Barbara Isaacs explores how children can be enticed to learn in early years settings…
During recent research into Anna Freud’s early work in Vienna and in London during World War II, I came across the statement, “learning is an emotional experience”, which was made by her during the time she worked with a nursery in her native city. I started to reflect on what this means in context of early years practice and in support of young children’s emotional development in Montessori nurseries.
The Early Years Foundation Stage identifies personal, social and emotional development of children as one of the prime areas of learning. Further more, it emphasises the role of the key person, not only in respect of information sharing with parents but also in facilitating transitions. In this context, special attention needs to be given to the settling-in procedures, where continuity of routines between home and setting should be on the list of priorities. The younger the child, the more important this continuity is.
It is satisfying to see that currently, many nurseries consider it good practice to facilitate home visits, establishing an important initial link between the child, parents and carers and practitioners. Over the past 20 years (since the introduction of funding for four-, three- and now two-year-olds) the details provided by families about their children have been extended. The information asked for includes not only the child’s heath details but also important people in the child’s life, favourite toys and books, and in the case of babies and toddlers, the outline of important routines – such as nappy changing, feeding, going to sleep and resting. All these elements take into consideration the importance of the child’s early experiences at nursery and the need to establish meaningful emotional bonds and secondary attachments, which contribute significantly to the child’s internal working model of relationships.
As early as 1912 Montessori wrote about the importance of “enticing the child” into the setting. At that time it referred to three and four-year-olds joining the Children’s House. From the Montessori perspective, an important aspect of this ‘enticement’ is the way in which the learning environment is prepared to welcome the child. The clarity, availability and consistency of organisation of the learning materials, and their readiness for use, make a significant contribution to helping young children familiarise themselves and settle within the new environment. It also contributes to children’s ability to choose an activity and to do so over and over again. This urge to repeat and engage with the familiar is best demonstrated by the two- and three-yearolds who are keen to hear the same story over and over again until they remember it word for word. In the context of Montessori practice, this need can be witnessed, when children want to re-polish the already very clean mirror or wash their hands several times in succession.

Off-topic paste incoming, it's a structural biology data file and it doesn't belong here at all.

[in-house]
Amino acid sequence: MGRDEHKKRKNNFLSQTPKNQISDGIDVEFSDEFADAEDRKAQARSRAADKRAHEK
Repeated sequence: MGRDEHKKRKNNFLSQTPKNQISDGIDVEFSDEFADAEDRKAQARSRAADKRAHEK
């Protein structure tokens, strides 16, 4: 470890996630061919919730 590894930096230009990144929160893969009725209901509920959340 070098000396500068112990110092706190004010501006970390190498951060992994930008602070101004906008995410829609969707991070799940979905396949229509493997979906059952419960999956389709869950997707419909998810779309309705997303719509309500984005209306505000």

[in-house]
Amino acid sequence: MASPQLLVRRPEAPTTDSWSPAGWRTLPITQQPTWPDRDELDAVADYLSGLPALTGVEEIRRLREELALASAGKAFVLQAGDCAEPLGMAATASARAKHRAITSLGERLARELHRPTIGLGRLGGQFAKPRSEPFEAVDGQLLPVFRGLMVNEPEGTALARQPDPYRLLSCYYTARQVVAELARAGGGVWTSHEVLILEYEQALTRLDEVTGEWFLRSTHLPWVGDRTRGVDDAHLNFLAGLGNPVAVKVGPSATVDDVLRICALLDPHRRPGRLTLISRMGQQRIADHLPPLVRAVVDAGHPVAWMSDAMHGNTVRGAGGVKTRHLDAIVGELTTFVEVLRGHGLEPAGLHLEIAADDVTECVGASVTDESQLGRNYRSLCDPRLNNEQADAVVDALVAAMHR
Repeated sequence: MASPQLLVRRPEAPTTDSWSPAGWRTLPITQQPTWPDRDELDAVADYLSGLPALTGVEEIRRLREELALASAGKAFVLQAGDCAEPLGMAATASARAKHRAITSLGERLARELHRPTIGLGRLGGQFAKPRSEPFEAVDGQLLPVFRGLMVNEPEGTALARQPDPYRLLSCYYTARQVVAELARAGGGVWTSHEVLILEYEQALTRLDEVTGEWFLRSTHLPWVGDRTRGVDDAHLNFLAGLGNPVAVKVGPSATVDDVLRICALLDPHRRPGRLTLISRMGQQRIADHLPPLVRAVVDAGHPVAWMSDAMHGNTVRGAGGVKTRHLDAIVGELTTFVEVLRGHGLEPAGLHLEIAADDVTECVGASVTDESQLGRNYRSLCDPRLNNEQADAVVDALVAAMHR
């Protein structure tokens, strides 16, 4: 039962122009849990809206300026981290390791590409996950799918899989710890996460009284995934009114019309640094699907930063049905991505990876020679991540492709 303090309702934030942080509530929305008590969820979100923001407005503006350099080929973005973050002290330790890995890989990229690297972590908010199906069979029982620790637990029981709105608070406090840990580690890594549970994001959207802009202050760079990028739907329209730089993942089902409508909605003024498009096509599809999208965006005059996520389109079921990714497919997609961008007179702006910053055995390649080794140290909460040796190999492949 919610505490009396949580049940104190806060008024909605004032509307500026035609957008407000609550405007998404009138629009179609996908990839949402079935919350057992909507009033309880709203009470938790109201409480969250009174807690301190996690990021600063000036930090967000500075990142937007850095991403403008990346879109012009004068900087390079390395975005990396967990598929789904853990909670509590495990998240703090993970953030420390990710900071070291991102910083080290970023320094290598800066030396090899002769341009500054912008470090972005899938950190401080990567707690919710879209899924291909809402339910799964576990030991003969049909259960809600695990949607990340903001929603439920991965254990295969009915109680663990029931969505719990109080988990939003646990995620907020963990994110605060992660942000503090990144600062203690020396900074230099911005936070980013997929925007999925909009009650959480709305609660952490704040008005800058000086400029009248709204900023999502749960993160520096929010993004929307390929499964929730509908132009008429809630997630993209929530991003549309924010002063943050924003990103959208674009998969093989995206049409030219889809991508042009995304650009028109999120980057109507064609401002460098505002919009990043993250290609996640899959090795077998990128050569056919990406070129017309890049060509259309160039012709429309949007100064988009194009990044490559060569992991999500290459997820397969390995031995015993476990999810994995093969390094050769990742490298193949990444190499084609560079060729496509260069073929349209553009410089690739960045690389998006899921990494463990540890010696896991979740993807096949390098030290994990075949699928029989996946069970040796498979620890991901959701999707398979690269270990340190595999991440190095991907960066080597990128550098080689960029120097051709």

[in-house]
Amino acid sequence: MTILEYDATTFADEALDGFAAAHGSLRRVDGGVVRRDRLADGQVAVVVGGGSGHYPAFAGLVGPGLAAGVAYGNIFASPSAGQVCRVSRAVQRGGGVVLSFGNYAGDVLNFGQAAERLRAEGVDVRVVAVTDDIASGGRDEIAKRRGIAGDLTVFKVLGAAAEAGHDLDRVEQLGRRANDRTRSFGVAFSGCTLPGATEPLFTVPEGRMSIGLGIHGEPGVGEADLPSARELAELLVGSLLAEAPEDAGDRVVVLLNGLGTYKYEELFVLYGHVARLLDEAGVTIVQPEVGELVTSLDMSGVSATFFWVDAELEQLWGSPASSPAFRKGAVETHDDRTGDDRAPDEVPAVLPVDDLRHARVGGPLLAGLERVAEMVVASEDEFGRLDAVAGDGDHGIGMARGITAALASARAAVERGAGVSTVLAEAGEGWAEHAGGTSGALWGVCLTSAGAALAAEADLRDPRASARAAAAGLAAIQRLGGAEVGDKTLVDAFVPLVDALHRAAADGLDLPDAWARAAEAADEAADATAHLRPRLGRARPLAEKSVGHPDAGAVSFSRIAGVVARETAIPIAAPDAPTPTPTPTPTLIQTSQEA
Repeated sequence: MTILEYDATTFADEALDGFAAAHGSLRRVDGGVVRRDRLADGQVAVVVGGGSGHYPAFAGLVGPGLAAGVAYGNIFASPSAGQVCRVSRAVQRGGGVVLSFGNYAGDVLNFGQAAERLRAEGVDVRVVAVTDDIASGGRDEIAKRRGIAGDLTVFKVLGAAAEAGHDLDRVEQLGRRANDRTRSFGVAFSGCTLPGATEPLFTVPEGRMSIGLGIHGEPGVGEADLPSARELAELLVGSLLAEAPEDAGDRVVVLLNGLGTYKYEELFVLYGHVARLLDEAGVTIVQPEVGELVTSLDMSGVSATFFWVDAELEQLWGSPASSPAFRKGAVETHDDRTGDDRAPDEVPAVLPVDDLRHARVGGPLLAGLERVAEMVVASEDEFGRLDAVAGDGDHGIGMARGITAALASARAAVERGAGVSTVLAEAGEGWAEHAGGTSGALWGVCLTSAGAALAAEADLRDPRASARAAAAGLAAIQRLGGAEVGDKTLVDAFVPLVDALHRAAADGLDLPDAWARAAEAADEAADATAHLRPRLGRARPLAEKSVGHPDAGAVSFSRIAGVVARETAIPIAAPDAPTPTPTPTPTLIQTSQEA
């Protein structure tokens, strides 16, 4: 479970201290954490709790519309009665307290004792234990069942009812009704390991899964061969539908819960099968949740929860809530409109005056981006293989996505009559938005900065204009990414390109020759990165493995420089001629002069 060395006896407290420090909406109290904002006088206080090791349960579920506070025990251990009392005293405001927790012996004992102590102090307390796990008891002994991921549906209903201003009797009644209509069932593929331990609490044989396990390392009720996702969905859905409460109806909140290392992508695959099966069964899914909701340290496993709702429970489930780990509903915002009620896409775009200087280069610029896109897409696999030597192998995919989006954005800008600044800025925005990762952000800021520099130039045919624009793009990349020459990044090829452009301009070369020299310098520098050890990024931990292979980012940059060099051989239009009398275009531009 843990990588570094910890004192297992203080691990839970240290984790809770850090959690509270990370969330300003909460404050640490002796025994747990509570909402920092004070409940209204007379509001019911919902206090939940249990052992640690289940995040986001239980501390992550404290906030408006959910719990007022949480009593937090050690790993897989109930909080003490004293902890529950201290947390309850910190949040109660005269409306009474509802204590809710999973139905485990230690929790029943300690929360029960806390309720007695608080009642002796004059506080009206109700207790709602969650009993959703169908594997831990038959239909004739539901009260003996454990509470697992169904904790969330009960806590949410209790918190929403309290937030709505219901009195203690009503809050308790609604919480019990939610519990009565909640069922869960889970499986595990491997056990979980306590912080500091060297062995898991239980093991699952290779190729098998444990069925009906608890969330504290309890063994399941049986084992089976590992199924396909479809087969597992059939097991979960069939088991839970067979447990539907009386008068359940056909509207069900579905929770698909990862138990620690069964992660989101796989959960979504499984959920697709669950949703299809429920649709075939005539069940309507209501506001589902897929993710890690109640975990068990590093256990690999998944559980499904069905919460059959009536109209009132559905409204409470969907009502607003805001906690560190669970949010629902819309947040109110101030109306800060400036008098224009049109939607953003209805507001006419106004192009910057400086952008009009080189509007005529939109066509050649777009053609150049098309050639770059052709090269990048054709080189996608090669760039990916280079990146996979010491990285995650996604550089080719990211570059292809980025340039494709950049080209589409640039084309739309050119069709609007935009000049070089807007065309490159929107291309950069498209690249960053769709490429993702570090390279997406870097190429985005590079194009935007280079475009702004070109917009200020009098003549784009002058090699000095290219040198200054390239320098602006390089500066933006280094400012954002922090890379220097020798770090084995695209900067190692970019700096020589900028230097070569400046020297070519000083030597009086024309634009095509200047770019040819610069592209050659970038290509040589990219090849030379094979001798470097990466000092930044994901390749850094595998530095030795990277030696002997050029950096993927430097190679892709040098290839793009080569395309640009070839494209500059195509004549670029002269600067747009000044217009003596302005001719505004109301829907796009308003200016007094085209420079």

Another element of the Montessori practice that supports children’s emotional development is the way the teacher maintains the favourable environment, ensuring the activities are ready for use – complete and consistent in their presentation, in a basket or on a tray, always to be found in the same place.
Sometimes the teacher will make small changes to the activities to introduce a new season or particular interest of the child, for example, changing conkers for counting by including small cars, dolls, bugs or snowflakes. Children delight in spotting these differences, and the teacher will always explain they were made because of a “new area of interest” – often demonstrating that the “child’s voice” was heard.
The Montessori approach also places importance on the beauty of the learning environment, by including small vases of flowers or plants in the classroom, by ensuring that any displays are presented with attention to detail, the nature table is appealing, the art area well stacked with interesting resources and tools, and the book area is comfortable and includes interesting, well-cared for books of all kinds. The teacher herself is a significant element of the favourable environment and therefore presents herself to the child with grace, courtesy and in an appealing manner.
All these details are noted by the child, who comes to know the classroom well. They are also tiny messages from the teacher to the children that say “I am thinking about you”, “I want to make your learning interesting”, “I enjoy preparing activities for you and care for the way in which the environment is prepared for you.”
In turn, the child absorbs this caring approach and feels appreciated. He thinks about the activities in the classroom and looks forward to doing them again, either on his own or with friends. This feeling of care provides a welcoming and calm atmosphere for the child’s learning and nurtures trust in the environment, which is prepared with the children in mind, thus providing a strong emotional base for the children’s learning and fostering a sense of wellbeing and belonging.
Barbara Isaacs is the academic director of Montessori Centre International.
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